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For many middle-class women, especially those from the lower ranks, the need to work was pressing. Providing accommodation as a lodging-house keeper was one form of employment that allowed women to undertake a business that was closely linked to their domestic role and which was also considered to be 'respectable'. Demand for lodgings was high in London, and women were heavily involved in the accommodation trade. Detailed record linkage using evidence from trade directories, fire insurance records and census enumerator's books allow us to explore the contexts in which such women operated. Typically, lodging-house proprietors were single women, both widows and spinsters, either working alone or with other women. Establishments were relatively small and relied on word of mouth rather than directories to advertise their existence. They ranged in social status from those lodging-houses that provided more or less permanent accommodation for wealthy fund-holders to the low lodgings provided for poor migrants to the city. Either way, operating a lodging-house allowed women to extend their domestic role and make accommodation a business.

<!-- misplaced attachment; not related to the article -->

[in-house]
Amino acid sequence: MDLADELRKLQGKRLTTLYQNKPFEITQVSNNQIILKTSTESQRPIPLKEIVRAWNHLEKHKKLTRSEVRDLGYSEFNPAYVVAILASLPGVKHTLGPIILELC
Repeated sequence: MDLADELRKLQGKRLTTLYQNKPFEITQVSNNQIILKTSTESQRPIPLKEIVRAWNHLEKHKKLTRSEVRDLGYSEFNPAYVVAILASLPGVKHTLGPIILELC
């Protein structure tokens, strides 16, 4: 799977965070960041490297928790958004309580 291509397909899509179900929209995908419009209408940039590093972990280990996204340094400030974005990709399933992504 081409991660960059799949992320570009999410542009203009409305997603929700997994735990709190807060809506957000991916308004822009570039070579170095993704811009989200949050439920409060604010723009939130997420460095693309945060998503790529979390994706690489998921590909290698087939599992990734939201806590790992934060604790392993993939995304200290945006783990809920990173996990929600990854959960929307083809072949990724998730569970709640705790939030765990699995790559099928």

Original publication




Journal article


London Journal

Publication Date





41 - 53